Skip to comments.News Agency Dominance in International News on the Internet
Posted on 10/23/2008 7:37:57 AM PDT by sam_paine
...At the outset of a book chapter describing the 2001 analysis from this project (Paterson, 2005), I asked if media convergence and the migration of news consumers to the Internet democratise information flow - as conventional wisdom suggests - or simply disguise a steady reduction in information diversity. Here I seek to approach the problem more definitively. The hypothesis of reduction of information diversity saw preliminary support from my 1999 and 2001 data, and other academic and industry reports. And so I pose the following hypothesis for testing through longitudinal analysis:
(Excerpt) Read more at ics.leeds.ac.uk ...
My earlier research on news agencies, focusing on the Associated Press (AP)7 and Reuters, supplemented the work of Boyd-Barrett (1980, 1998) and others, describing how increasing concentration of control over the global wholesale news system made the major news agencies more influential than they had ever been.8 That is mostly the result of major television networks of the wealthiest nations curtailing their own reporting since the 1980s, and relying more on agencies as a result; that, in turn, was mostly the result of the determination of new corporate owners like Disney and General Electric that news divisions should pay their own way.9
Because new agencies must please all news editors, everywhere, they must work harder than their client journalists to create the appearance of objectivity and neutrality. In so doing, they manufacture a bland and homogeneous, but still ideologically distinctive, view of the world; stories challenging the ideological positions of the dominant political players on the world scene (in agency eyes, the US and UK) receive little attention.10
The news agency role is crucial for additional reasons.
News agencies set the agenda for what international stories other media choose to carry through the choice of stories they distribute to clients and the amount of visuals provided (moving for TV, still for newspapers and magazines, and both for webcasters), and in the case of agency-provided TV pictures, the nature and amount of accompanying audio and textual information.11 Global and regional news agencies are crucial due to their agenda-setting influence on other media, but have grown even more crucial as they increasingly bypass intermediary processors of news in cyberspace enabling them to directly reach - for the first time - a large portion of the mass news audience.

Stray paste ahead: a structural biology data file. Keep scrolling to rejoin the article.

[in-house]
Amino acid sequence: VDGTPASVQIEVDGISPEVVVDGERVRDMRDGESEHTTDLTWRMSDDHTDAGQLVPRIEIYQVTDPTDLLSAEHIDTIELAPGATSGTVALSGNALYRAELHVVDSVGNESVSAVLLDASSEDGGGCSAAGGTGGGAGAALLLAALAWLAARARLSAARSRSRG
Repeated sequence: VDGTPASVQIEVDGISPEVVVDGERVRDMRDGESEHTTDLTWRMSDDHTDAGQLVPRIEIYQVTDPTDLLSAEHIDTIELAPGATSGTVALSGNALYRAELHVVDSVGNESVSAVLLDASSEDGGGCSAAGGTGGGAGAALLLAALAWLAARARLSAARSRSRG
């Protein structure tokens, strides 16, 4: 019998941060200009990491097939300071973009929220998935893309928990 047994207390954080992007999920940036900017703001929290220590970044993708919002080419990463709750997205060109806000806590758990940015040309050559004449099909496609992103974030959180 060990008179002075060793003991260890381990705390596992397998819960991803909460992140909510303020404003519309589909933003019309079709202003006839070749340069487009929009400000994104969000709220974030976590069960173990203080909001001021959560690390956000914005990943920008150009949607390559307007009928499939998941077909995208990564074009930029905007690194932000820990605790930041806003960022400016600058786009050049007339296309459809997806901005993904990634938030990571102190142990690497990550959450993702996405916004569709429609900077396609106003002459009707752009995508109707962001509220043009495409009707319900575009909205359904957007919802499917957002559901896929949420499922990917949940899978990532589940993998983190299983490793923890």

News agencies are often accused of producing a bland and predictable news product, devoid of colour and enterprise reporting and dependent on official sources and definitions of news. But in the realms they know best, like conflict zones and developing regions of the world, the news agencies frequently break stories other major media miss. Despite this, news agency research has demonstrated a highly constrained, homogenous content dictated by the ideological, structural, and cultural nature of these organisations (Paterson 1996; Cohen, et al, 1996; Hjarvard, 1995; Wallis & Baran, 1990).
The aggregators offer the bizarre spectacle of readers offered dozens of links to entirely irrelevant media outlets for every story. For a breaking story in China, for example, readers may be offered links to the likes of the Arizona Republic, KRQE Television (New Mexico), and the Calgary Sun.
Most of these local and regional news outlets, of course, will be providing the same news agency coverage and offer readers no unique coverage of the story. The intention seems merely to offer the “4,500 news sources updated continuously,” as Google news promises.